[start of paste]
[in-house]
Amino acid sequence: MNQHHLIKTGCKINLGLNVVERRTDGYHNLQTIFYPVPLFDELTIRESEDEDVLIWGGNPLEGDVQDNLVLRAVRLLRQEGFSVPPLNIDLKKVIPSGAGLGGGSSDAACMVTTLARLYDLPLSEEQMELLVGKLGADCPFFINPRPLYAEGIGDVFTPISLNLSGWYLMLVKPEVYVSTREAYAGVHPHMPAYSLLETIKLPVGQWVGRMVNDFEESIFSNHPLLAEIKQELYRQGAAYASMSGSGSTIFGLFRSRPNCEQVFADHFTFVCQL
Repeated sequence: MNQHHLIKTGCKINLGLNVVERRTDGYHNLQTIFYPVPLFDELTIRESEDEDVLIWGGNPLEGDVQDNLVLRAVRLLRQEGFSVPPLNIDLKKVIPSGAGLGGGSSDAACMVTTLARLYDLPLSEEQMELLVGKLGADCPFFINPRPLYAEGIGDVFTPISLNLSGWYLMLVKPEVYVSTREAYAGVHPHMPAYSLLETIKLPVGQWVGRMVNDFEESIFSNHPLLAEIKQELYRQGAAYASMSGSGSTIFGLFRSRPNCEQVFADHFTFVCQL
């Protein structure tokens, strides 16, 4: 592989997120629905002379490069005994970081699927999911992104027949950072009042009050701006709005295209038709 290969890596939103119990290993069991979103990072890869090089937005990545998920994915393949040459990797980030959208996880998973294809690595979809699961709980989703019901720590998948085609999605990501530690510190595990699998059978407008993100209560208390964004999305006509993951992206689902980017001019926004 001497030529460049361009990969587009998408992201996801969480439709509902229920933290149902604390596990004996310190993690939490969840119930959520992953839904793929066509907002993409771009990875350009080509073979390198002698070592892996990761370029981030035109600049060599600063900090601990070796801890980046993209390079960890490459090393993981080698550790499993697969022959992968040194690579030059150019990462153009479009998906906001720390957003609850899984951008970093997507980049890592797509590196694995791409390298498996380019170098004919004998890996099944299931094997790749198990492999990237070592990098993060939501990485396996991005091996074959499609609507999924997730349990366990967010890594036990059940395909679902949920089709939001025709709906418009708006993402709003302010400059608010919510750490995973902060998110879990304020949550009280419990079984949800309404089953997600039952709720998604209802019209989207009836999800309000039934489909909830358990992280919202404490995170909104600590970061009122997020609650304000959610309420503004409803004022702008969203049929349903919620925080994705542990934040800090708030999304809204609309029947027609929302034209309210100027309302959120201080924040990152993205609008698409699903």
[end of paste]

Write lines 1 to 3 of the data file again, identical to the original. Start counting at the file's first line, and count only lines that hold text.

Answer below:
[in-house]
Amino acid sequence: MNQHHLIKTGCKINLGLNVVERRTDGYHNLQTIFYPVPLFDELTIRESEDEDVLIWGGNPLEGDVQDNLVLRAVRLLRQEGFSVPPLNIDLKKVIPSGAGLGGGSSDAACMVTTLARLYDLPLSEEQMELLVGKLGADCPFFINPRPLYAEGIGDVFTPISLNLSGWYLMLVKPEVYVSTREAYAGVHPHMPAYSLLETIKLPVGQWVGRMVNDFEESIFSNHPLLAEIKQELYRQGAAYASMSGSGSTIFGLFRSRPNCEQVFADHFTFVCQL
Repeated sequence: MNQHHLIKTGCKINLGLNVVERRTDGYHNLQTIFYPVPLFDELTIRESEDEDVLIWGGNPLEGDVQDNLVLRAVRLLRQEGFSVPPLNIDLKKVIPSGAGLGGGSSDAACMVTTLARLYDLPLSEEQMELLVGKLGADCPFFINPRPLYAEGIGDVFTPISLNLSGWYLMLVKPEVYVSTREAYAGVHPHMPAYSLLETIKLPVGQWVGRMVNDFEESIFSNHPLLAEIKQELYRQGAAYASMSGSGSTIFGLFRSRPNCEQVFADHFTFVCQL